If one flashes back . . . waaaay back . . . through the history of football at San Diego High School, the glory days were unexcelled hereabouts.
It was, after all, the only game in town.
From 1911 until 1935, in fact, San Diego did not lose a game to an opponent from San Diego County. In a more recent era, from late 1952 until 1960, teams from what was known as the Old Gray Castle were 45-1-1 against county opponents.
That was dominance.
And now let's wash away the ghostly flickerings of the past and flash forward to 1987, seemingly a century removed from the days when this school was the imperious and imperial ruler of everything at its feet . . . and that included everything within the county's borders.
It was last Friday night, and the San Diego High School field goal team was rushing onto the field for a 32-yard field goal attempt with less than a minute to play.
"Oh, oh," the kicker recalled thinking, "I have to go out there. I was scared and my legs were tight, but I'd practiced making the kick and I knew I had to make it. I had a headache, but I had to put it aside."
The snap was good, the ball was down, the kick was up . . .
"It felt real good," the kicker said. "I tried to make myself not look, but I couldn't help it. My eyes looked up and the ball was going right through the heart of the goal posts."
San Diego's players leaped and soared from the bench, racing onto the field in a moment of exhilaration.
"It was like we'd won the Super Bowl," said Bill Williams, the coach.
It was a dramatic moment, an exciting moment, a historical moment.
And San Diego High School, thus, was behind, 42-3, in the fourth period against University of San Diego High School.
Dramatic? Exciting? Historical?
Was this time to ring down the rafters . . . or are we talking someone with bats in the belfry?
It was, indeed, a very nice moment for San Diego High School football, San Diego County football and for Mia Labovitz. Mia? That's an unusual name for a guy, isn't it? It would be a funny name for a guy, but Mia is a girl. She is a junior, 16 going on 17, bright-eyed and bright, and diplomatic enough to spend as much time talking about her five interior linemen as she spends talking about the five toes on her talented left foot.
Is this what it has come to for San Diego High School football? Does it have to get its thrills . . . and kicks . . . from a girl? What would all the heroes from the past think of all this?
They would be proud.
"Mia is such a neat human being," he said. "She exemplifies what we're trying to get going here. She is the kind of student and the kind of athlete we want in our program."
The football team is winless in five games going into Friday's game against Clairemont, but Labovitz has created a positive focus of attention. She kicked two extra points in the season opener, and thus became the first girl to score points in a varsity football game in county history. She followed that last Friday with the first field goal by a girl in county history.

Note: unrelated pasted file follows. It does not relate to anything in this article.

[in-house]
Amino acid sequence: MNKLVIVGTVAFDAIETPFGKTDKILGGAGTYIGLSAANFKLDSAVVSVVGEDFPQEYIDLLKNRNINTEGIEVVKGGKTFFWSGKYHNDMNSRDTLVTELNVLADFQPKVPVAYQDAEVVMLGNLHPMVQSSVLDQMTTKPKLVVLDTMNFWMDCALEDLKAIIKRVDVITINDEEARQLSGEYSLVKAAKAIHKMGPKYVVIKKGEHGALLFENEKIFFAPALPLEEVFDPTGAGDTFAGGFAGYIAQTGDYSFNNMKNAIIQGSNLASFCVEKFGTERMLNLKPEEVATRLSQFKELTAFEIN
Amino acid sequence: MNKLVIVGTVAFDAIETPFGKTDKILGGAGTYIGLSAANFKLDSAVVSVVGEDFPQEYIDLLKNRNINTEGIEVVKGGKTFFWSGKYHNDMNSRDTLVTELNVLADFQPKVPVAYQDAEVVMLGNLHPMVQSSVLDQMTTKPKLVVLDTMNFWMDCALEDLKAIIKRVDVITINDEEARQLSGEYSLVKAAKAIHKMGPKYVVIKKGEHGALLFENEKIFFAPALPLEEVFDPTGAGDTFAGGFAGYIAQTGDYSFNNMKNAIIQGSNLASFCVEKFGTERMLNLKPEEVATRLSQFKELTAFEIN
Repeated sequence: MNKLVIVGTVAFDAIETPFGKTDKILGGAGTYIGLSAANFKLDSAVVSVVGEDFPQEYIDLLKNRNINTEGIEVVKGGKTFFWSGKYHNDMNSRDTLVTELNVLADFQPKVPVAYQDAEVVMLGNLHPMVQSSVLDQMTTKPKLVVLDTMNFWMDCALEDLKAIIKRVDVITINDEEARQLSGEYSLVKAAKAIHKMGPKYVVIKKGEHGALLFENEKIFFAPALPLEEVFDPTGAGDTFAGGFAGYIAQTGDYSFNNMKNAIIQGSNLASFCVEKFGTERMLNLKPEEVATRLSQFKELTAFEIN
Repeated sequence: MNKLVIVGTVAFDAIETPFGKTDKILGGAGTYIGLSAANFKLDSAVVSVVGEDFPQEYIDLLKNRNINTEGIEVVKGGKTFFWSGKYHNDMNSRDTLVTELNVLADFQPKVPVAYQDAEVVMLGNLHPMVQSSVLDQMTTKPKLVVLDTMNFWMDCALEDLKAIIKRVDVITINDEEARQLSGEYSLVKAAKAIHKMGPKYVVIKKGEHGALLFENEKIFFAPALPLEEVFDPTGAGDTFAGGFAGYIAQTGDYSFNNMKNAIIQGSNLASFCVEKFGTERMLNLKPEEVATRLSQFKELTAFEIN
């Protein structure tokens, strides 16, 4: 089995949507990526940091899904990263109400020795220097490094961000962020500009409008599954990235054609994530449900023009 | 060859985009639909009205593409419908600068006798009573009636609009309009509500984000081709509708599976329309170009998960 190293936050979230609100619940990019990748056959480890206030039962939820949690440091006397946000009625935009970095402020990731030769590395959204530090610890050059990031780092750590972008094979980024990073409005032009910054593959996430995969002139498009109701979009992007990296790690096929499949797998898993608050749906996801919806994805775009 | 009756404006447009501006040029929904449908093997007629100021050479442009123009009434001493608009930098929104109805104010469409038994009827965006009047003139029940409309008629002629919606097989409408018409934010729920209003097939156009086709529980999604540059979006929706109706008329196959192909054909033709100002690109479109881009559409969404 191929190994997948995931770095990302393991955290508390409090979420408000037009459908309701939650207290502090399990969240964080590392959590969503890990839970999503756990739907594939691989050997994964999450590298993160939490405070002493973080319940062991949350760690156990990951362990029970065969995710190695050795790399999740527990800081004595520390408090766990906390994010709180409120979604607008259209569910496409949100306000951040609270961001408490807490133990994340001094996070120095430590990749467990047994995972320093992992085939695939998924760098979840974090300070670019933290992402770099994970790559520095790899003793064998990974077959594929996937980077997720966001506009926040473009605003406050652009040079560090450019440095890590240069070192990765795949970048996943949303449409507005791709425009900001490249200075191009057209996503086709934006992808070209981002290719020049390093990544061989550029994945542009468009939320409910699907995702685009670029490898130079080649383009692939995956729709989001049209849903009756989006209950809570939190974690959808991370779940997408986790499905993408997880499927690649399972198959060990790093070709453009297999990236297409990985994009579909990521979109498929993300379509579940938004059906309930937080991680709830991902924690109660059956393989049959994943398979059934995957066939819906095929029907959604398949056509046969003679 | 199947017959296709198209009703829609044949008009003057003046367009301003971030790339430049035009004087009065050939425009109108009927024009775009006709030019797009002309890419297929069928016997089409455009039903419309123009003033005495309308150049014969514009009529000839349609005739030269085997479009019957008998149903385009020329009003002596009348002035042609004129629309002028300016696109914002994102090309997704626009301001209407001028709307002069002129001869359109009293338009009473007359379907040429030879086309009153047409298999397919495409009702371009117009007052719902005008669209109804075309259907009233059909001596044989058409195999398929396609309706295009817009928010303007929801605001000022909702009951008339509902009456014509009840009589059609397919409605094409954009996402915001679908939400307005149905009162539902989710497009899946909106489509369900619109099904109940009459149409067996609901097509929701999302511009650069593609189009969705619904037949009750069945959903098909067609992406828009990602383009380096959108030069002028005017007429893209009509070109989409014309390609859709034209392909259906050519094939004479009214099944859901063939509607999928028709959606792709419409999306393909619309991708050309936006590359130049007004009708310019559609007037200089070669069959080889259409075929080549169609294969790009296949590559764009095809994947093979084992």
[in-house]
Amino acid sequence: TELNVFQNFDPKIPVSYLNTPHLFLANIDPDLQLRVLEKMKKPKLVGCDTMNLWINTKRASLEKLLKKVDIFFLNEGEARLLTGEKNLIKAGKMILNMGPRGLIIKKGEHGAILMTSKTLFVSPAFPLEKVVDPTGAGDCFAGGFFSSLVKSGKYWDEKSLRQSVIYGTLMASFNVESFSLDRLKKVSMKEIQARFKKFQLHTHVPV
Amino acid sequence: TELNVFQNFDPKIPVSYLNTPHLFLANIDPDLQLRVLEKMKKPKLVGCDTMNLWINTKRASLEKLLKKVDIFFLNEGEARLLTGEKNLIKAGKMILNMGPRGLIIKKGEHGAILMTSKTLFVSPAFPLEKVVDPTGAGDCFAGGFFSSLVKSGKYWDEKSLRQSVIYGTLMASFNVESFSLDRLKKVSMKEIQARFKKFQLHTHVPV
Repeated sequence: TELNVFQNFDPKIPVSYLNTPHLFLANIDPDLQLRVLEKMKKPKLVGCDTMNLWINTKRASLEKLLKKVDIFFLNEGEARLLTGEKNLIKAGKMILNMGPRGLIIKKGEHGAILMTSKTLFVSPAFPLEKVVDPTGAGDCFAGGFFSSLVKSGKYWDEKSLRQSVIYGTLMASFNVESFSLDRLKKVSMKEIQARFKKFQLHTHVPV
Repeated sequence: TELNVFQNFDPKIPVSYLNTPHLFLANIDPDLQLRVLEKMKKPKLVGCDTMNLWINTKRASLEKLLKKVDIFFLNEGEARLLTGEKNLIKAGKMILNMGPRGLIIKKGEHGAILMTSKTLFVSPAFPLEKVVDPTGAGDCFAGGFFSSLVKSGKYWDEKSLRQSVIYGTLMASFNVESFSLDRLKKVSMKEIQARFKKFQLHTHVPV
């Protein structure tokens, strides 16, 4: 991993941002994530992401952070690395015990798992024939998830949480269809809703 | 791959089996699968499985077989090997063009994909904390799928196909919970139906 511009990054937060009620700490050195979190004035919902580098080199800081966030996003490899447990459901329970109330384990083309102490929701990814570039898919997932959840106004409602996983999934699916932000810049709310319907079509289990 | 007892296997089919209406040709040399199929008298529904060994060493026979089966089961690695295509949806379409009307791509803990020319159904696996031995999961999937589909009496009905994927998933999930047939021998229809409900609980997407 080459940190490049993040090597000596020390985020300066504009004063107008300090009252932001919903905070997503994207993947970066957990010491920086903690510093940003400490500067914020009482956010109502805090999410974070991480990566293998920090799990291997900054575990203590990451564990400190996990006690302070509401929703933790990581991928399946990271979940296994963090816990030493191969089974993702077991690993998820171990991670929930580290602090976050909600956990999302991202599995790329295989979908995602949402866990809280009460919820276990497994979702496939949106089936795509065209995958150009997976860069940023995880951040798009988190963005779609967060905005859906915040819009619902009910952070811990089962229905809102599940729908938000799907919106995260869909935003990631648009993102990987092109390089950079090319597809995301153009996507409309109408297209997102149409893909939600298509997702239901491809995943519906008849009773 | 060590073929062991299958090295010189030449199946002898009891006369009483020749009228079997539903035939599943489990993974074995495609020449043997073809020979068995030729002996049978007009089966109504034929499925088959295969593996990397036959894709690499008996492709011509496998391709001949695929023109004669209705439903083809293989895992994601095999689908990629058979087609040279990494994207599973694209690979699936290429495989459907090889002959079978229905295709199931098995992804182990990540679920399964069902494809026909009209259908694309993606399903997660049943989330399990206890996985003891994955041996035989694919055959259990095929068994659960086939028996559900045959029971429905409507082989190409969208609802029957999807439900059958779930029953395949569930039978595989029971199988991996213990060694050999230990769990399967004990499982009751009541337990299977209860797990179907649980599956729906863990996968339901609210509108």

This may have seemed a gratuitous gesture on Williams' part, calling for this field goal, but he knew going for the touchdown was not going to change the outcome of the game.
"We were playing a real good defensive team," he said, "so I said, 'Heck, let's just try to score a field goal.' We take pride in our special teams, and we were thinking it would give us a chance to practice it in a game situation. Maybe we'll need to be able to do it later."
Special teams do seem to be particularly special to Williams, whose career includes seven years, from 1976 through 1982, as head coach of the University of San Diego team. When he arrived at San Diego High School this fall, he was told that the 1986 junior varsity had a girl who had successfully kicked 8 of 12 extra points.
"I've always been very big on special teams," he said. "I've always said I didn't care if a person was black, white, purple, green, male or female. If you can help us on special teams, I'll find a place for you."
Little did he know that someday a female, and an honor student at that, would come in and say: 'Hi, Coach, I'm ready to kick for you."
And so she has. But she has done more than that. Mia does not have to be prompted to stress the importance of academics, underscoring Williams' insistence that "practice" begins with a study hall each day. She personifies the well-rounded program and balanced attitude upon which Williams hopes to build a future to match that misty past.
The Old Gray Castle is gone, and so, too, is the football power it housed. SDHS football has not had a winning season since 1969 and has not won a league game since 1983. Mia, with two extra points and the field goal, has scored 5 of her team's 17 points this year.
It has been a year that would figure to cause many a headache for the head coach. However, Mia had the headache last week. It was aggravated by the celebratory pounding she took after her successful kick, and she was taken to a hospital for examination.
"The doctor said it was probably caused by tension," she said. "He wanted to know if it was a close game, and I said, 'No.' He wanted to know if any of the games had been close, and I said, 'Well, no.' "
Not yet. Maybe not even this year. But Mia Labovitz will tell you that San Diego High School football is on an upswing. She won't concede that her left foot has anything to do with it, but it does. There's nothing like a bright kicker to brighten a program.